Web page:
Celibate Rifles singer Damien Lovelock once said to me that the Sydney music scene between 1978 and 1985 was as strong as anywhere in world, at any time.
When a city’s musically on fire, it becomes the rock capital of the world…especially for the people that live there. It could been New York City in the mid-’70s, London in 1966 or San Francisco in the late ’60s. Sydney was right up there with them.
I remember I was out seeing bands every night of week. It could be every Wednesday with the Triffids’ residency at the Strawberry Hills Hotel, upstairs at the Trade Union Club for the Laughing Clowns, or some punk band down at French’s Tavern. You could finish with Paris Green at 3am in Kings Cross.
There were so many gigs that stood out: the Birthday Party, Scientists and X at the University of NSW Roundhouse, the amazing New Year’s Eve gig with the Celibate Rifles at the Trade Union…and The Gun Club at the Southern Cross, later re-named the Strawberry Hills Hotel.
The Strawberry Hills Hotel in Surry Hills was OUR pub. We were still aged in our late teens and we virtually lived there. There was cheap (or feree) beer and amazing music every night of week. I actually lived in a cheap shared house, a few blocks down the road.
One night in 1983, the publican told me to turn up on Monday. He said that “a Yankee band, The Gun Club, are playing.”
A bunch of New York City’s rock and roll past and present recently gathered in Manhattan to celebrate and play the music of Johnny Thunders and the Heartbreakers.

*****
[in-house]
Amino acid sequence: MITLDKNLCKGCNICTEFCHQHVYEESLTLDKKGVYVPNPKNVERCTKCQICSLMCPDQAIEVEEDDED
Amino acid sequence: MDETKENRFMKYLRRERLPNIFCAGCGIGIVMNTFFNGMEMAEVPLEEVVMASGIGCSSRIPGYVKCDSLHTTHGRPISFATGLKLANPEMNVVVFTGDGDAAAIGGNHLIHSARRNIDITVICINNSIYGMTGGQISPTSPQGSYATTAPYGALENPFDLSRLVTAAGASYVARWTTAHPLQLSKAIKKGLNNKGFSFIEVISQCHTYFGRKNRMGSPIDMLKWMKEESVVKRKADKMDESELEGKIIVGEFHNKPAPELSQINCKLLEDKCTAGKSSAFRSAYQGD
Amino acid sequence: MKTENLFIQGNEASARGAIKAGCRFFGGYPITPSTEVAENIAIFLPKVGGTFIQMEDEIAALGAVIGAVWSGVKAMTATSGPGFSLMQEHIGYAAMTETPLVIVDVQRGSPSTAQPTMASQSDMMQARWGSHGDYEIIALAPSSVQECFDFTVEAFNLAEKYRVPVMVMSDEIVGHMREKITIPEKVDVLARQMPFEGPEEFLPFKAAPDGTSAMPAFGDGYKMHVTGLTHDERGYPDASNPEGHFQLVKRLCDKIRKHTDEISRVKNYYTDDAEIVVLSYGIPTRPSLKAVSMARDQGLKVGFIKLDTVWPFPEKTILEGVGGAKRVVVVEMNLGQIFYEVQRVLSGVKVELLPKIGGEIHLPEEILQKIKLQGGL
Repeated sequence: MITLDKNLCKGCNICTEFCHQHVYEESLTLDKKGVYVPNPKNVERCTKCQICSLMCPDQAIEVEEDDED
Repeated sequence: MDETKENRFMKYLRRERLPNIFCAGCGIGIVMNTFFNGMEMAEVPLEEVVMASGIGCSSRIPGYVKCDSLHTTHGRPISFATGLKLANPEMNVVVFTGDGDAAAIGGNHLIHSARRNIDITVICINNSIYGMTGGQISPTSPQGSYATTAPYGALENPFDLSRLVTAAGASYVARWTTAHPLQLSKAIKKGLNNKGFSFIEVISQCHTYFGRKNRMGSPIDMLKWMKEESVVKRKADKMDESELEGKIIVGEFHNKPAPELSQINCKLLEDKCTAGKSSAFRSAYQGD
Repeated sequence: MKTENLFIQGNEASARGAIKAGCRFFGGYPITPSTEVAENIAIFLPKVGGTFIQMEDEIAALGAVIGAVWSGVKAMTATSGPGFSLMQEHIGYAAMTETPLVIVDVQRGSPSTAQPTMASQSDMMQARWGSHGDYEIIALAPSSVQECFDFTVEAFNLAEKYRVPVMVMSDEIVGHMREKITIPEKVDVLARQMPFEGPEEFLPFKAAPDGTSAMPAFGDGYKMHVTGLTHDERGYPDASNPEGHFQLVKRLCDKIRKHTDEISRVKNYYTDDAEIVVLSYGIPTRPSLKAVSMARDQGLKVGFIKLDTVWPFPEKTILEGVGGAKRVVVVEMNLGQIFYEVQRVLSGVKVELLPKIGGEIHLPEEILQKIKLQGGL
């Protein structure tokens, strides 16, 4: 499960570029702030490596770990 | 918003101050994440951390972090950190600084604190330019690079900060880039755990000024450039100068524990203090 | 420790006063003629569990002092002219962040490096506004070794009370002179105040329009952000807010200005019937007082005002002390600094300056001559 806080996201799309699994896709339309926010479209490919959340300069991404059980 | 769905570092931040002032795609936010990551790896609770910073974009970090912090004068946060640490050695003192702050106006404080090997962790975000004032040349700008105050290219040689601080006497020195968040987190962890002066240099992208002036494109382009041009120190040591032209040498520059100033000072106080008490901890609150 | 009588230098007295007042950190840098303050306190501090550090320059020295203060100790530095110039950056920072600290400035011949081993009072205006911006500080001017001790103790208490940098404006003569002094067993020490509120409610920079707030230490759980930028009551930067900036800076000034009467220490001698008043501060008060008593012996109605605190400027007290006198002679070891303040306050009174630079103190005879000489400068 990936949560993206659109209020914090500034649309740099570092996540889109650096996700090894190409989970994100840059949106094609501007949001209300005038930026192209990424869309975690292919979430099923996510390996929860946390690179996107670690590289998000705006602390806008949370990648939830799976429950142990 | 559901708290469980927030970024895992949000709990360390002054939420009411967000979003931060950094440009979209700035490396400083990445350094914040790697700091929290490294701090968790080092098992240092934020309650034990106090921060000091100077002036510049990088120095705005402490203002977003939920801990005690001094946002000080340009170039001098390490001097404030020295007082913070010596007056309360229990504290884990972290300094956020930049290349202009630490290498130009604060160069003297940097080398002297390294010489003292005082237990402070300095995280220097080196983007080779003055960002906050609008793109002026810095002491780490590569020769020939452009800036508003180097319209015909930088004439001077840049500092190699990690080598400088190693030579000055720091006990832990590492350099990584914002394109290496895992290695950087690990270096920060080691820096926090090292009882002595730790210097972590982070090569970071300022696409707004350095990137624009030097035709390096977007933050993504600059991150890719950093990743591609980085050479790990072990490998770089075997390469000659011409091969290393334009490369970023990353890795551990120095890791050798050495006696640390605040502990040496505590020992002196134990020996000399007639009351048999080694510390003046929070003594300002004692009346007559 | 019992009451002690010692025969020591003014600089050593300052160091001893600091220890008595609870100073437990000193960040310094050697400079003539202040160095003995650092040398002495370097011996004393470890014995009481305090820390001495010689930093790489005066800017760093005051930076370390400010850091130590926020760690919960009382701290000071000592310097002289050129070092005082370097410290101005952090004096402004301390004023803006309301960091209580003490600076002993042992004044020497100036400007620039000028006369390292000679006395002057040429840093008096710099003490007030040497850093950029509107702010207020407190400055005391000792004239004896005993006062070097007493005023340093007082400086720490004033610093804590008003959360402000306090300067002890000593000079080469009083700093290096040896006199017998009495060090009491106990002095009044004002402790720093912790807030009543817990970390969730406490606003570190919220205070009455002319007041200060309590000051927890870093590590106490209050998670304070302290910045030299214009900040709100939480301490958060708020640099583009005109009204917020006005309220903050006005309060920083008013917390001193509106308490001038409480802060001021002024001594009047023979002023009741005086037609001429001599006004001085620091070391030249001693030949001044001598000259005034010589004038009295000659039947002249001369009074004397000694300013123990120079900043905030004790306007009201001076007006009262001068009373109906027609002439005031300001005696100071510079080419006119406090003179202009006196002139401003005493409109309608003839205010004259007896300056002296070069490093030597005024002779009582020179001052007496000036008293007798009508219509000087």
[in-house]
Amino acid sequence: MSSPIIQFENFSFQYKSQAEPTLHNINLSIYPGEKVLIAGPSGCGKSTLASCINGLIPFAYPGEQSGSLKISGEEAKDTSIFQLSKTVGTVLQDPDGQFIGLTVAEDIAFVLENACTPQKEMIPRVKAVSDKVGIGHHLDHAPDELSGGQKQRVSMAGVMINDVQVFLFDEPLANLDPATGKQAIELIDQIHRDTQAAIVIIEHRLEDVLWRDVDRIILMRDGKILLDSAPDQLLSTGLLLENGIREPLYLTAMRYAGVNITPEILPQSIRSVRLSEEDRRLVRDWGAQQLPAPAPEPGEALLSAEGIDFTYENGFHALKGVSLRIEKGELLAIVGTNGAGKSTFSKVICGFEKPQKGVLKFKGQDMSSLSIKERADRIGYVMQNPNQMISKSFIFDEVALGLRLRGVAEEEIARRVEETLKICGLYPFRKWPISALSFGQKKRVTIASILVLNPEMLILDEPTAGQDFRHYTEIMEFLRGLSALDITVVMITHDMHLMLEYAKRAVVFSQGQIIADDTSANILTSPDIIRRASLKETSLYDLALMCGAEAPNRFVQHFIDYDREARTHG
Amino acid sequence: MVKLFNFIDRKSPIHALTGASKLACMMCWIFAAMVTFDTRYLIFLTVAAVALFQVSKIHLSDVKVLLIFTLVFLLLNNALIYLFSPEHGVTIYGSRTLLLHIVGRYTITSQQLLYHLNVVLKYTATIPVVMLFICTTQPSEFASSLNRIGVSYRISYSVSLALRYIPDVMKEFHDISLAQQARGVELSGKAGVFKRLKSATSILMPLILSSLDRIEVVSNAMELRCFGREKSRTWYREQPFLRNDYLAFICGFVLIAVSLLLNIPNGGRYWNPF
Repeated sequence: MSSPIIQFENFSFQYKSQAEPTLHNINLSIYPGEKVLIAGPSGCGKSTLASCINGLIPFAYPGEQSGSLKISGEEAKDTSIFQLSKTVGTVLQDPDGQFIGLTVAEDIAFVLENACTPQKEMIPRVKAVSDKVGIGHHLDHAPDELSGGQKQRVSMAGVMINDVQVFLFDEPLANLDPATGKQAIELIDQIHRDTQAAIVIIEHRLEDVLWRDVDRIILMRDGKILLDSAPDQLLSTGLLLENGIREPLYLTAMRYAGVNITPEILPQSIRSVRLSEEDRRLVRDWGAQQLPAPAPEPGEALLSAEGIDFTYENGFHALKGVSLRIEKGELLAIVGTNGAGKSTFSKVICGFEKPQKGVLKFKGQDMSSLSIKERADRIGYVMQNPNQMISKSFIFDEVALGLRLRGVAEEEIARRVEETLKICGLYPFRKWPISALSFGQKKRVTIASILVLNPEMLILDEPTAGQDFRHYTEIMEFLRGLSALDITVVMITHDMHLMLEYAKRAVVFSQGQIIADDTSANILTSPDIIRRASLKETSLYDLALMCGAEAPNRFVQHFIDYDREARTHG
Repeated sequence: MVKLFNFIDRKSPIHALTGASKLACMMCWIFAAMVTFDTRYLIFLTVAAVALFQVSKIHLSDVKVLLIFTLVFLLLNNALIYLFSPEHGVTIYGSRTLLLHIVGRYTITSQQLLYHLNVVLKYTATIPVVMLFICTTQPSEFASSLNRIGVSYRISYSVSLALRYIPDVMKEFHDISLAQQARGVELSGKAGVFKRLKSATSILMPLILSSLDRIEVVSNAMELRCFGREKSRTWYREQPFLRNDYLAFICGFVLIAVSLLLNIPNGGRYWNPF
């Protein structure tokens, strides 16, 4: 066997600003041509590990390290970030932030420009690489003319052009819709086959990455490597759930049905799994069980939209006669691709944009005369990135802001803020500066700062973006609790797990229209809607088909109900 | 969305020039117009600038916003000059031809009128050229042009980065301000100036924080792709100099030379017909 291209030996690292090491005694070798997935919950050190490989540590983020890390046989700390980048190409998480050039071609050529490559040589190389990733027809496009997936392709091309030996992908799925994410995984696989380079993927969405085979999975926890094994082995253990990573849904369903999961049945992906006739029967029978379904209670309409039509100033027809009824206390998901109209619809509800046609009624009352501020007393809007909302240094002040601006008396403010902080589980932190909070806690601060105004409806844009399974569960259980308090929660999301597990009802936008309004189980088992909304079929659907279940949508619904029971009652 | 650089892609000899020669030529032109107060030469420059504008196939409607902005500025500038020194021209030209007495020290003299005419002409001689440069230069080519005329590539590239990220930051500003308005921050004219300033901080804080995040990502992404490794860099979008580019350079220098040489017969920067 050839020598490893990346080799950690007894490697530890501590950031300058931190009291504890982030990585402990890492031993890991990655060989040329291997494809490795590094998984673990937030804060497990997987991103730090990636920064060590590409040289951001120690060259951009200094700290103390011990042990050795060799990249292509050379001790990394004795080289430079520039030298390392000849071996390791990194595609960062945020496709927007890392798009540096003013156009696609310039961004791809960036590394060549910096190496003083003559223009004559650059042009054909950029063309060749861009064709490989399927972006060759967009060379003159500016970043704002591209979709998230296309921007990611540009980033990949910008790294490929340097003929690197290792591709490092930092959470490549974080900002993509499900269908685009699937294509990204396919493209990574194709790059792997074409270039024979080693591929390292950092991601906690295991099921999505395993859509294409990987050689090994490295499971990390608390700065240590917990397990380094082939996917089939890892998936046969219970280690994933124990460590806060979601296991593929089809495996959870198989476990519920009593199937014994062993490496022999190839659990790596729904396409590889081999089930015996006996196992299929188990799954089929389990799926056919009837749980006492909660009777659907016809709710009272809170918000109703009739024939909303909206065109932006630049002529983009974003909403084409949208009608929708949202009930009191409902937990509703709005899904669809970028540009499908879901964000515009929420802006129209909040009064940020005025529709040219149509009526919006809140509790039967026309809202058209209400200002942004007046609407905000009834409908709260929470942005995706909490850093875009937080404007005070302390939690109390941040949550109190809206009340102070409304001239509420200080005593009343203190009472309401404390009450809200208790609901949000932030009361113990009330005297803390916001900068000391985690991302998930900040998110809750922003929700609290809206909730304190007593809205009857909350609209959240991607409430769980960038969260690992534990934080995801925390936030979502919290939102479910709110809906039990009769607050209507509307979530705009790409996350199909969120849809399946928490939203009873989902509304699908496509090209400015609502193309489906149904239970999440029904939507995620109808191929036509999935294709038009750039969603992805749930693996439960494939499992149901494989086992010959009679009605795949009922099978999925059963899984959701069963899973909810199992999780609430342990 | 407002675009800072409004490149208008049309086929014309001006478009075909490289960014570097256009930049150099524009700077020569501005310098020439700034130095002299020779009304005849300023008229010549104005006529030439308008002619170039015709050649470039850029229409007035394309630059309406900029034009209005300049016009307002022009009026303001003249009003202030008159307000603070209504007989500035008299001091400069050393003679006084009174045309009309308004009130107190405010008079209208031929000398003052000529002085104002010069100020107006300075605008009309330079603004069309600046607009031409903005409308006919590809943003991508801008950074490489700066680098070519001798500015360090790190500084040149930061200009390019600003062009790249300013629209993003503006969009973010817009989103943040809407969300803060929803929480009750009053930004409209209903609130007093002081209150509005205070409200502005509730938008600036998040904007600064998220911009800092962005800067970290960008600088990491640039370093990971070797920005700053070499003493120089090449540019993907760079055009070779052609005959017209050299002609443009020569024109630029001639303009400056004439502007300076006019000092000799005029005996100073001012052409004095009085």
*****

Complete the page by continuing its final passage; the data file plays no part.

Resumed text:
Led by the eternally cool Walter Lure, who was assisted by Blondie drummer Clem Burke, ex-Lower East Side resident and MC5 member Wayne Kramer, Replacements bassist Tommy Stinson and a bunch of guest vocalists, the band played four sold-out shows. And they were reportedly underwhelming.
This album is worth four bottles. Possibly more. I’ll know in a year’s time, when I’ve finished listening to it. “Antarctica” is a sleeper, and it’ll get you in the end. Probably at night, it feels stronger at night. Lex from Seedy Jesus did the cover, and it’s a beauty, really smart.
And, yes, I’m going to repeat myself: the world is currently awash with brilliant music, much of it - like “Antarctica” - very strong and remarkably commercial. Given the airplay and the backing, "Antarctica" should be in thousands of homes around the world; certainly the USA would like this outfit. That said, I’ve not yet seen Melbourne’s Marilyn Rose and the Thorns - but I’ll rectify that as soon as I can.